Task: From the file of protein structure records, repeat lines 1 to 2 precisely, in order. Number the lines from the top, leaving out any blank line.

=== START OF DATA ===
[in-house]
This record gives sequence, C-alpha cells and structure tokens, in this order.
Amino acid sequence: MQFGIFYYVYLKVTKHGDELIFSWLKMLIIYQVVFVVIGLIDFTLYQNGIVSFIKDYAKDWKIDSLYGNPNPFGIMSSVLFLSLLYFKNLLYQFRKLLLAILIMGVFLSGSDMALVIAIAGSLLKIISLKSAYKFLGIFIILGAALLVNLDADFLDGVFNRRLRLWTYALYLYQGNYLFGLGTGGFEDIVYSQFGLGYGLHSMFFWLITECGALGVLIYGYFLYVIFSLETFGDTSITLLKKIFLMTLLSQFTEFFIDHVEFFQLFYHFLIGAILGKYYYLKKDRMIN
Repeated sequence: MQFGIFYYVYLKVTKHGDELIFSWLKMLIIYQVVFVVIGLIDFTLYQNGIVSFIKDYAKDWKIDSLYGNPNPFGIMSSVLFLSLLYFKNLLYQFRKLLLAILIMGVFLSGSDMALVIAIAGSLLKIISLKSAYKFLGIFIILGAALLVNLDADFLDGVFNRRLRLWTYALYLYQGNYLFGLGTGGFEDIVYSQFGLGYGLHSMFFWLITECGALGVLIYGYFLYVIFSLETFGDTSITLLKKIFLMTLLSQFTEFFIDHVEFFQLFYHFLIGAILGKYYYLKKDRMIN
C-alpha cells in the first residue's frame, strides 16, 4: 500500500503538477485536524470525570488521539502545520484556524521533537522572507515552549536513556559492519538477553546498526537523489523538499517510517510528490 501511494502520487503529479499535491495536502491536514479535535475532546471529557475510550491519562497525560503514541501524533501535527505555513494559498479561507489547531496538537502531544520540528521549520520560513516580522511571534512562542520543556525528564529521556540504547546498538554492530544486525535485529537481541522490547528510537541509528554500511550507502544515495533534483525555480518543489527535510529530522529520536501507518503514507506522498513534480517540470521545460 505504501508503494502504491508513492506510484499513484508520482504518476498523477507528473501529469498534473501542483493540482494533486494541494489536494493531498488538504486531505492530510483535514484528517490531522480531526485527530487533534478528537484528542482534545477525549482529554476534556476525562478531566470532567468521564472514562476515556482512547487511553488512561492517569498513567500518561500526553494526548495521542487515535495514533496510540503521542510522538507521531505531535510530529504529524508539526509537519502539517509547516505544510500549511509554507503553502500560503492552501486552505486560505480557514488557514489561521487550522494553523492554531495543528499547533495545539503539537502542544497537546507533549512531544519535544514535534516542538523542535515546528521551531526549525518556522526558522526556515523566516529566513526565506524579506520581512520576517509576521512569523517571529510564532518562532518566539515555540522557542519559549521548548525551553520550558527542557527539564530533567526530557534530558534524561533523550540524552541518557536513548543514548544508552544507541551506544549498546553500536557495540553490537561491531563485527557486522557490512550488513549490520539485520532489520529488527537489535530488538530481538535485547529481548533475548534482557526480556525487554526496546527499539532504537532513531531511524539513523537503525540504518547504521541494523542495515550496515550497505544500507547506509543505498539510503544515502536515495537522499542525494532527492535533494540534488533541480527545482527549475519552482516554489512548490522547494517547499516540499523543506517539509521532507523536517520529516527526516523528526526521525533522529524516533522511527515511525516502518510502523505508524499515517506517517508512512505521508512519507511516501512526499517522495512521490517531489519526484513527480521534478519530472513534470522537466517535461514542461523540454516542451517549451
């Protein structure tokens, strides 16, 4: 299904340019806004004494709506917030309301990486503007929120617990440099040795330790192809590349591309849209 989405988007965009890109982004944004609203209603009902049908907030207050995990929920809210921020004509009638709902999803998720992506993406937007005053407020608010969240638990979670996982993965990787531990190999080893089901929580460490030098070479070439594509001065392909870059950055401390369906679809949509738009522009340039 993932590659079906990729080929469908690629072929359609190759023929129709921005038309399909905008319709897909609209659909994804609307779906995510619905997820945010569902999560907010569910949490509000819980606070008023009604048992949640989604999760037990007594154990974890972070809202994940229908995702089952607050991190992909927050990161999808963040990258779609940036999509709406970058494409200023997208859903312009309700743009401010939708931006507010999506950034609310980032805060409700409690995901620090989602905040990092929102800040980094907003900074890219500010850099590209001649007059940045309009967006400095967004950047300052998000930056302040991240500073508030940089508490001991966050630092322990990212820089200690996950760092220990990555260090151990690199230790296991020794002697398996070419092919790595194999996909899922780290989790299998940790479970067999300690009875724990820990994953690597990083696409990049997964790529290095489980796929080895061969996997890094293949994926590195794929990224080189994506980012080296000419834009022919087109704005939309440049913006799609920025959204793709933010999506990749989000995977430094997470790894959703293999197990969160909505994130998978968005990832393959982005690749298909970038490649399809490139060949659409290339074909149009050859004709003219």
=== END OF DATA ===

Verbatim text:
[in-house]
This record gives sequence, C-alpha cells and structure tokens, in this order.